Although I am not a big fan of sending JSON in other places than in the message body as the entity, for example in query parameter in case of requests, it’s not a rare use-case and the way how it can be solved in JAX-RS 2.0 gives me a nice opportunity to illustrate usage of two new interfaces, ParamConverterProvider and ParamConverter. You can then re-use this approach to inject other media-types or formats your application relies on via @*Param annotations (@MatrixParam, @QueryParam, @PathParam, @CookieParam, @HeaderParam).
Few times I’ve ran into a situation in which I wanted to return only a part of entity I was working with, in my service, to the client-side. Feature that would allow me to send this partial set of fields should not only be driven by my own filtering rules but it also should take into consideration application roles the current user is in. It’s not an uncommon use-case I’d say so in Jersey we’d come up with the Entity Filtering concept that would allow you to do such a thing: sending subgraph of entities from server to client (and vice versa), define your own filtering rules and make sure users get only the fields they are supposed to see.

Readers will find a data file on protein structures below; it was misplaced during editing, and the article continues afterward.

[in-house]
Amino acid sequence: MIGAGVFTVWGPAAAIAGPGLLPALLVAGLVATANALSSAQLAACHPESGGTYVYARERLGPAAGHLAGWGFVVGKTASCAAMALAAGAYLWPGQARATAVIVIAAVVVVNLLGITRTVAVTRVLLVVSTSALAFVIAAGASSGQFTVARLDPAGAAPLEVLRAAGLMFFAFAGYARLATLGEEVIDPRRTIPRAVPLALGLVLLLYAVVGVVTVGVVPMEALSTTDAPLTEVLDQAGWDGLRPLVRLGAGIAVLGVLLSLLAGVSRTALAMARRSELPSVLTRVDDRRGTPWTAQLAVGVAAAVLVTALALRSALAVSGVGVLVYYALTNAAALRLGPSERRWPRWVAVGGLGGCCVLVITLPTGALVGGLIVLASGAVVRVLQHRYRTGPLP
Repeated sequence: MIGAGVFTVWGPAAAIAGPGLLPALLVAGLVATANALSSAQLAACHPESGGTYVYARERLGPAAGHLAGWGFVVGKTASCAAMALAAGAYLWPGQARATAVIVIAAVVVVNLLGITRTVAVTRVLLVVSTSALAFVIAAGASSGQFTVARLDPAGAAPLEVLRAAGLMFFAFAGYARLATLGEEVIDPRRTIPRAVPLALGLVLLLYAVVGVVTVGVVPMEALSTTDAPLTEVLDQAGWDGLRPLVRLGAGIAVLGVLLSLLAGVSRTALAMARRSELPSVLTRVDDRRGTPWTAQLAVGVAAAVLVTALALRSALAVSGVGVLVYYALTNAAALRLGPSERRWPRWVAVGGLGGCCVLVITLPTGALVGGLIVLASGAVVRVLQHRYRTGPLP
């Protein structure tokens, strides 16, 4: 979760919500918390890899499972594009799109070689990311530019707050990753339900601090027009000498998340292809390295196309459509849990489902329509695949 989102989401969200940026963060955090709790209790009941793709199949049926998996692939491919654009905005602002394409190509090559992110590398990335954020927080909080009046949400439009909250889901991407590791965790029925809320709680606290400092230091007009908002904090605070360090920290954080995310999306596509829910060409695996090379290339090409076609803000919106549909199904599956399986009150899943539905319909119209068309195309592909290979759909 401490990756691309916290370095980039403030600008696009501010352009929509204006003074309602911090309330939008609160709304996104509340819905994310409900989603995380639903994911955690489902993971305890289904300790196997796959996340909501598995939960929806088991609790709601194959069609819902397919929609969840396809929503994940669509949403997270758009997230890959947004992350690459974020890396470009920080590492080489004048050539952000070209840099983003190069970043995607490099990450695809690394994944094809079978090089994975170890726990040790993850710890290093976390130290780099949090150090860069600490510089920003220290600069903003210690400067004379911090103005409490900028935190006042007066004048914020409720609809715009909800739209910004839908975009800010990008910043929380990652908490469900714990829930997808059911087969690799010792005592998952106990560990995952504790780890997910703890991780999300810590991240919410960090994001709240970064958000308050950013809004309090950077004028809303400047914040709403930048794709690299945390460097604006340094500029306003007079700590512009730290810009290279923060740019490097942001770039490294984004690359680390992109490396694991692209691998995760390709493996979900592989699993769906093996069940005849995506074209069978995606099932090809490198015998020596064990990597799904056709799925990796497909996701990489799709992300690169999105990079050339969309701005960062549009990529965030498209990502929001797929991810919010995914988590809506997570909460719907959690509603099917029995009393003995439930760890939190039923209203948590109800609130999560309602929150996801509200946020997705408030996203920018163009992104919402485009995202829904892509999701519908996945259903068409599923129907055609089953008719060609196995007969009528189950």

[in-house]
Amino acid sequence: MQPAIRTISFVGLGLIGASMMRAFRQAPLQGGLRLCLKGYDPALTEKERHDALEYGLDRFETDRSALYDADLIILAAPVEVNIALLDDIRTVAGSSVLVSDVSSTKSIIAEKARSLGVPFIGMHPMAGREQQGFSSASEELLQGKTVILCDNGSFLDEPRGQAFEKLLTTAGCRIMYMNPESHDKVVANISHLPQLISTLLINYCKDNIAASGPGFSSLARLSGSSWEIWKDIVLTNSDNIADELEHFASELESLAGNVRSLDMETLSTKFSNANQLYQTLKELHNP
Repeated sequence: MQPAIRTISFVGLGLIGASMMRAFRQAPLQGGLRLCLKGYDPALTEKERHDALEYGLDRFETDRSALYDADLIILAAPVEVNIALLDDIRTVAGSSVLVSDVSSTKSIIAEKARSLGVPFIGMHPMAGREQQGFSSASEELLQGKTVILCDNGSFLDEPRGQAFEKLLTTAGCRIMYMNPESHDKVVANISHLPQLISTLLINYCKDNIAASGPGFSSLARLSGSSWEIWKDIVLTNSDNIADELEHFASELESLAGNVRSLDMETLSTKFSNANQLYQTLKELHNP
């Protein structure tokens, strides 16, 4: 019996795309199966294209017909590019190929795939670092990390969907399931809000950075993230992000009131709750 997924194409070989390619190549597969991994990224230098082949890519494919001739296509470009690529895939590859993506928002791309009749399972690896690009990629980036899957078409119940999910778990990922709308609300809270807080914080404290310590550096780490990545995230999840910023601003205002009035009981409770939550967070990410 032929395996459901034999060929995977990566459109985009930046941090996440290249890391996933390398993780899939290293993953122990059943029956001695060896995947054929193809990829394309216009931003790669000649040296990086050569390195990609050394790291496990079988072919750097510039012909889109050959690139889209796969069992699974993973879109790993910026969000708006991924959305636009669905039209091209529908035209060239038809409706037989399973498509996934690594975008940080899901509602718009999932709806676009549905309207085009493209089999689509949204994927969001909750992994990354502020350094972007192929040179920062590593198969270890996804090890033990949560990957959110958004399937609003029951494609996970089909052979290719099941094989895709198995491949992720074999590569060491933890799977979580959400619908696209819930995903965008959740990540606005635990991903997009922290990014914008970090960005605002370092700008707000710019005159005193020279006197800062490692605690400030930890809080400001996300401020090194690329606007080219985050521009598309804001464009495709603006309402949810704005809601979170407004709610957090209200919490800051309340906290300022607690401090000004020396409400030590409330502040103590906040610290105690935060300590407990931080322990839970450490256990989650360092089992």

There has been some confusion on StackOverflow lately about how to register JAX-RS resource classes and custom providers in Jersey 2. The main problem seemed to be finding and using correct properties and methods to configure a JAX-RS/Jersey application. In this article I’d like to discuss 3 ways how to configure such an application properly.
We have released the 1.17 version of Jersey, the open source, production quality, reference implementation of JAX-RS. The JAX-RS 1.1 specification is available at the JCP web site and also available in non-normative HTML here.
For an overview of JAX-RS features read the Jersey user guide. To get started with Jersey read the getting started section of that guide. To understand more about what Jersey depends on read the dependencies section of that guide. See change log here.